Australia - International Document

Imagining 2030: Preparing for a National Arts, Culture and Creativity Plan


Author(s):*Listed Alphabetically
Fielding K, Trembath J L

Year of Publication:
2021

Publisher(s):
A New Approach

Publication Type:
Report

Abstract:

Proposals for a National Arts, Culture and Creativity Plan be developed to supercharge Australia’s creative industry’s recovery from Covid-19.
This paper, the first in the new Analysis series, unpacks what a National Arts, Culture and Creativity Plan could look like, and how it could be developed, by exploring a number of existing Australian 2030 plans. They look at what’s included, what processes brought them into existence, and what they have in common, with the core goal of then applying those learnings to the development of a NACC Plan. They then provide some suggestions for the possible scope, as well as the next steps for an Australian NACC Plan 2030, imagining a constructive and efficient way forward for a rich cultural life for the nation.
A National Arts, Culture and Creativity Plan (NACC Plan) is a practical way for the Federal Government to facilitate more coherent and effective public and private investments across these industries, as well as legislative, regulatory and policy settings. A NACC Plan will assist with the cultural and creative industries’ recovery, while supporting employment and economic growth. This aligns to the priorities of the National Cabinet and the measures announced in the Commonwealth Budget.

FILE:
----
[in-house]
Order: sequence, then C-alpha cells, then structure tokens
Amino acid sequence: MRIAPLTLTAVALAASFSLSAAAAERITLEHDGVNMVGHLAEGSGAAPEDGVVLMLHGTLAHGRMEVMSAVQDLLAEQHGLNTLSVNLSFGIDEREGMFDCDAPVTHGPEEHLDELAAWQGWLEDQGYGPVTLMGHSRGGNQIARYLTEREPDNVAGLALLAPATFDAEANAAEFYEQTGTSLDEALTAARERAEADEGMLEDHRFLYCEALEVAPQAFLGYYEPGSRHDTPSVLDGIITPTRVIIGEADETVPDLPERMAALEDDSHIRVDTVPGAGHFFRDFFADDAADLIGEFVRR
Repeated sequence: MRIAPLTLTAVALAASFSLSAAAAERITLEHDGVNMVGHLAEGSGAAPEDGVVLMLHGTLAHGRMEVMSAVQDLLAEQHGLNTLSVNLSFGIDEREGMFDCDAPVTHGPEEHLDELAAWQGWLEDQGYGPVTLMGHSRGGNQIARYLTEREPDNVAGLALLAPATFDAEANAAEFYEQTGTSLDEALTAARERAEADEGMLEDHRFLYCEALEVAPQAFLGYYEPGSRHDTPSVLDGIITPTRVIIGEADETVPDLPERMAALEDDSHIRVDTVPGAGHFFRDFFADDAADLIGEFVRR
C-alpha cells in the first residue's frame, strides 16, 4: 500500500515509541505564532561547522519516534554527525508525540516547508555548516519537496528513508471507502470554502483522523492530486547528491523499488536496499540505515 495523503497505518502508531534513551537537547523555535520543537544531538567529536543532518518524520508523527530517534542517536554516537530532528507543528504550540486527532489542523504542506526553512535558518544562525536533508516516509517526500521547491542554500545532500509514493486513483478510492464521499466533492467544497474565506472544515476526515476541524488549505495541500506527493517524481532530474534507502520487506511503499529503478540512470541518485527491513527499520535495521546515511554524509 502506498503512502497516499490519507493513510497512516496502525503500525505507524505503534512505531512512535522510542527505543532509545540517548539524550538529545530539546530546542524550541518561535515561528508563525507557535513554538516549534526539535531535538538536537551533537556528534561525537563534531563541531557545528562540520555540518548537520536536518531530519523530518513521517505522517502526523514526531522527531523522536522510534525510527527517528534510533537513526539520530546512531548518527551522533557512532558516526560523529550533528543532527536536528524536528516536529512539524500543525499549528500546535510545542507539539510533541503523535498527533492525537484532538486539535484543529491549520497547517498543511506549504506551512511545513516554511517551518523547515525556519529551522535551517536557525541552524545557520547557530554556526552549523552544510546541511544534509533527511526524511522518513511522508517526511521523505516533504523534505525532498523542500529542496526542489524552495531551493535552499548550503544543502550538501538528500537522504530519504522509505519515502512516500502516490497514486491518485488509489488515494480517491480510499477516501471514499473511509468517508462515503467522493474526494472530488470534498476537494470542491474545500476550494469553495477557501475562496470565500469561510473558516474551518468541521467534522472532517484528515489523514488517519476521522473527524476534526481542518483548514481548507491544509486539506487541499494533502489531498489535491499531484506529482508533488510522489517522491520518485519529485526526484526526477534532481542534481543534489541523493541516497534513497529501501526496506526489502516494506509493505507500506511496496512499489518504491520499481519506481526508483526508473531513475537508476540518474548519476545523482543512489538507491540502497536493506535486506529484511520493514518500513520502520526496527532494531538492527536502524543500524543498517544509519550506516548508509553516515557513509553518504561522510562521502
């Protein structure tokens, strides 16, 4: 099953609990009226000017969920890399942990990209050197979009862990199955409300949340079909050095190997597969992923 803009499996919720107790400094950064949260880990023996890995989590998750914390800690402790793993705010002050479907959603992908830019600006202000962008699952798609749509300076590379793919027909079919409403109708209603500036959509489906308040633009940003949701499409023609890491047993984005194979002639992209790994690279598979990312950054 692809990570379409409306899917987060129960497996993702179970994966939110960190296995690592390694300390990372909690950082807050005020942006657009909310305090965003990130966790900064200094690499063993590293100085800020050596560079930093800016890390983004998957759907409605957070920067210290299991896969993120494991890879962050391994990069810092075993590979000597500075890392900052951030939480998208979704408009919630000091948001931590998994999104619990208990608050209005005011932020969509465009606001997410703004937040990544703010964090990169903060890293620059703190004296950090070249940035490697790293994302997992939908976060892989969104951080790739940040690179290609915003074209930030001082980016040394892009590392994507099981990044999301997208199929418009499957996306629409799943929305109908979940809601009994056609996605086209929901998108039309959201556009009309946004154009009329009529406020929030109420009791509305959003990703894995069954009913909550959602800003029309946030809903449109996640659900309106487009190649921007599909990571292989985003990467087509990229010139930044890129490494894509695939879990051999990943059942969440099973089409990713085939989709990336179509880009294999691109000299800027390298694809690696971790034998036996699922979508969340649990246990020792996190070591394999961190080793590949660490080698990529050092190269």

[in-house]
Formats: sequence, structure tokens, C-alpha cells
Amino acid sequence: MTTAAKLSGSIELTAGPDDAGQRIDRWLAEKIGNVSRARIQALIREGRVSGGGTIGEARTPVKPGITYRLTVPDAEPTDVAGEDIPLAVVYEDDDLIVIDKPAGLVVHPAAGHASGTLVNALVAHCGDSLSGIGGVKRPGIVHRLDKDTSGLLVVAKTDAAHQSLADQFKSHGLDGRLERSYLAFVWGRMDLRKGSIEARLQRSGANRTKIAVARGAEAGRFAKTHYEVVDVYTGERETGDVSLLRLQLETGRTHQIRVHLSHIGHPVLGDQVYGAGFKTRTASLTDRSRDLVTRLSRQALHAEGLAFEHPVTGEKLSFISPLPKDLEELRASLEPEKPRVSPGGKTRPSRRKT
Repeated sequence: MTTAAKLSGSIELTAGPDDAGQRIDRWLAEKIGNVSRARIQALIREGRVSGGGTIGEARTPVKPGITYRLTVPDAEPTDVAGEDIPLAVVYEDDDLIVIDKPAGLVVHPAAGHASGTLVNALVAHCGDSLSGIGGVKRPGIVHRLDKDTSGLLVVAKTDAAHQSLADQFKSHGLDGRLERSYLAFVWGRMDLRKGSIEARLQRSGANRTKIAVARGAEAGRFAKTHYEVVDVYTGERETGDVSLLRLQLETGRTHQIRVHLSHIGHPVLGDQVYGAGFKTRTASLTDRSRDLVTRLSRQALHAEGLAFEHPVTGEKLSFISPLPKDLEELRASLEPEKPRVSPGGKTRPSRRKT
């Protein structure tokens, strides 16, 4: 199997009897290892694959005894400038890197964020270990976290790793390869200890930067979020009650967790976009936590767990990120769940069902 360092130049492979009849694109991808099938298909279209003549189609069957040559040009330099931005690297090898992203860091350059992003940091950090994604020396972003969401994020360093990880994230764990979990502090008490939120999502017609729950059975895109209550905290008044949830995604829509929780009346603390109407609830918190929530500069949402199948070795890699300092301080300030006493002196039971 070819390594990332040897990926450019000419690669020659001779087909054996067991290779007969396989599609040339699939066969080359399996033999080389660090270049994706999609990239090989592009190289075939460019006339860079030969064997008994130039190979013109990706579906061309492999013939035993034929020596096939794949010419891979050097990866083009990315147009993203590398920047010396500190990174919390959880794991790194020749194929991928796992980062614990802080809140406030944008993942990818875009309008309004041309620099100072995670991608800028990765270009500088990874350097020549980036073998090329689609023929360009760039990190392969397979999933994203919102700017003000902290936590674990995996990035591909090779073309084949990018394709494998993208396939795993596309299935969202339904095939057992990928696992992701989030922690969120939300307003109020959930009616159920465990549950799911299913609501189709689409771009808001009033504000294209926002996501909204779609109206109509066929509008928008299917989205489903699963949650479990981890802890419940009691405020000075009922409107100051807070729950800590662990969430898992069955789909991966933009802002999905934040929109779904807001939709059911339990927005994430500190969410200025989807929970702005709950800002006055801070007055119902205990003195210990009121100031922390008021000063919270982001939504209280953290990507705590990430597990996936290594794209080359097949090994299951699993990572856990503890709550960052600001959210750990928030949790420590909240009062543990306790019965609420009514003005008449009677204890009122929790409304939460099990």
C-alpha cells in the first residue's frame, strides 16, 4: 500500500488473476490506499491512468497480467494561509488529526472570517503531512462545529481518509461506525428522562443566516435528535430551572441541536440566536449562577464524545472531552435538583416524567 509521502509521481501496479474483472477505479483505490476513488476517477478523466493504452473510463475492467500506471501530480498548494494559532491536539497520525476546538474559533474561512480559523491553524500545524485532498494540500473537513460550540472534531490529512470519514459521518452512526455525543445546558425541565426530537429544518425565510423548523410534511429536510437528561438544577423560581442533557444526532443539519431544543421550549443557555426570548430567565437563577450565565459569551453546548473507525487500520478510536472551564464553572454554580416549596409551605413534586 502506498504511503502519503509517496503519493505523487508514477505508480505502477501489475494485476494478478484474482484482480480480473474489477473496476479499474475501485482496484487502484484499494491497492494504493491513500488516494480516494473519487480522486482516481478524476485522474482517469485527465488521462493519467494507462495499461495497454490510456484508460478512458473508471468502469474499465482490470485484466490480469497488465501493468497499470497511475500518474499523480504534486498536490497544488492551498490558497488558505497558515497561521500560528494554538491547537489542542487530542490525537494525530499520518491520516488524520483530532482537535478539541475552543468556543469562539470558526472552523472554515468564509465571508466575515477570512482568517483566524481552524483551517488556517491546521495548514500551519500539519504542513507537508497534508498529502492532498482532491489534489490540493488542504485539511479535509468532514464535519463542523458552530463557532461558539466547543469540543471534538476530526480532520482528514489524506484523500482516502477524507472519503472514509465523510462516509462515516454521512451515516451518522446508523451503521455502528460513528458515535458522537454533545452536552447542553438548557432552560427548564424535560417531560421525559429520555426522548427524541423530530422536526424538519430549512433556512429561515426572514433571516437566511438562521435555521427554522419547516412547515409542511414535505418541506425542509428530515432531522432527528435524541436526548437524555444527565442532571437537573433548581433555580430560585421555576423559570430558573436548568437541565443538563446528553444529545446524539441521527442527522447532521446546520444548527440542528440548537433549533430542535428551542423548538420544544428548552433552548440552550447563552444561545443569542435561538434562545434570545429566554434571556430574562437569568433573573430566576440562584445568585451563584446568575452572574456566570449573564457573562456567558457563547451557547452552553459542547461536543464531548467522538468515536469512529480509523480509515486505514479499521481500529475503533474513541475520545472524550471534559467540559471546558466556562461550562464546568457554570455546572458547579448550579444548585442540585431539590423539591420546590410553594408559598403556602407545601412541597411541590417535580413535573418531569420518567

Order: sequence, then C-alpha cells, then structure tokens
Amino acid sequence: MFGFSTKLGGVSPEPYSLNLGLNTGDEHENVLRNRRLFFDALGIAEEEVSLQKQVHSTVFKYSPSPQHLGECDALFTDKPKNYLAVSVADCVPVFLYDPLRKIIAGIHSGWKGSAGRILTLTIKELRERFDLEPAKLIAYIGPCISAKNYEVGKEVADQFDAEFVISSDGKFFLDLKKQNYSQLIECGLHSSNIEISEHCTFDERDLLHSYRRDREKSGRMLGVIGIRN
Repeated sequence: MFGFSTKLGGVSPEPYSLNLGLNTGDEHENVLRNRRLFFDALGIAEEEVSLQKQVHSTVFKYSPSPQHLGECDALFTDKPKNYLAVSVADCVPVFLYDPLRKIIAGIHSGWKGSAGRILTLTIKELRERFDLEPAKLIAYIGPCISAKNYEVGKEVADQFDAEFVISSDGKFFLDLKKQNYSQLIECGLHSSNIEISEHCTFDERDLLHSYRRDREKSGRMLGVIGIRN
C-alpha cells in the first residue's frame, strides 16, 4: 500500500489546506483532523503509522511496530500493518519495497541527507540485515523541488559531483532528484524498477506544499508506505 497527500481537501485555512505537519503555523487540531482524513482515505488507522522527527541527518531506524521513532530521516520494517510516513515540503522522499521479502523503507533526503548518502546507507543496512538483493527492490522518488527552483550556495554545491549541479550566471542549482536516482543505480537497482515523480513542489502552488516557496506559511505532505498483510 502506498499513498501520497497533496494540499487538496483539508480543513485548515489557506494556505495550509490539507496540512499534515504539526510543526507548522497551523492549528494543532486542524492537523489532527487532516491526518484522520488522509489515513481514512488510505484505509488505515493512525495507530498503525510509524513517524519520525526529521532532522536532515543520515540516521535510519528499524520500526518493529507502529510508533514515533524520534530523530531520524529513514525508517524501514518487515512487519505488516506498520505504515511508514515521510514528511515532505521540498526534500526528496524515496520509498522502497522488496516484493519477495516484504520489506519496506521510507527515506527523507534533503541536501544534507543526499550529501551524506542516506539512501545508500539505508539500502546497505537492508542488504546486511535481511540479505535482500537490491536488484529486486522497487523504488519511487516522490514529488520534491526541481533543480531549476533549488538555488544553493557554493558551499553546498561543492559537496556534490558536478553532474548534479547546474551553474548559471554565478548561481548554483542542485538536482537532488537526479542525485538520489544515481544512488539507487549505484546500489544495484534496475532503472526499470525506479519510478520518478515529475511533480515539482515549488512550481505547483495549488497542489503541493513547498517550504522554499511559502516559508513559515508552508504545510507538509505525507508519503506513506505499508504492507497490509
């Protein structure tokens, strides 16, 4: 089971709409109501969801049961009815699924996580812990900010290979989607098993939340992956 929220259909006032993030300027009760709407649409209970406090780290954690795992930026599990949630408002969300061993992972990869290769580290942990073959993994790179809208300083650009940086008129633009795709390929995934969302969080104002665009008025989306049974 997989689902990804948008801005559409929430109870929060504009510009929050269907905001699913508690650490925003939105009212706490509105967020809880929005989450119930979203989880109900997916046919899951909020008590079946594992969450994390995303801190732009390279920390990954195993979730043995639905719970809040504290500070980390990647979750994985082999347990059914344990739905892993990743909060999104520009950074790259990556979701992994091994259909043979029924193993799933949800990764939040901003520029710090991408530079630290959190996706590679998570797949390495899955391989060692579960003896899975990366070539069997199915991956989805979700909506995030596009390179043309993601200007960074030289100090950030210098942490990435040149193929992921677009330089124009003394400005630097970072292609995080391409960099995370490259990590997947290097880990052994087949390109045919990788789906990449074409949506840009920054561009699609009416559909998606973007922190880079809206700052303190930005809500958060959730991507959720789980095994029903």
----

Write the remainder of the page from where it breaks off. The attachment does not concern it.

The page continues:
Arts and culture are a key part of creating moments and places that bring people together: great places to live, work, visit and do business. The cultural and creative industries, institutions and individuals are important in terms of their contribution to the economic footprint and employment. They spur innovation across the economy, as well as contributing to numerous channels for positive social impact such as well-being and health, education, inclusion, urban regeneration and many others.

The cultural and creative industries are among the hardest hit by the pandemic. While all Australian governments have provided support, a coordinated approach is required to assist with the cultural and creative industries.



Evidence Type: Policy Document

Main Focus: Community Development

Research Purpose: Discussion / Debate

Context: Community

Art Forms: Multi-Arts

Access Type: DOI

APA Citation:

Trembath, J. L. and Fielding, K. (2021). Imagining 2030: Preparing for a National Arts, Culture and Creativity Plan. Canberra: A New Approach.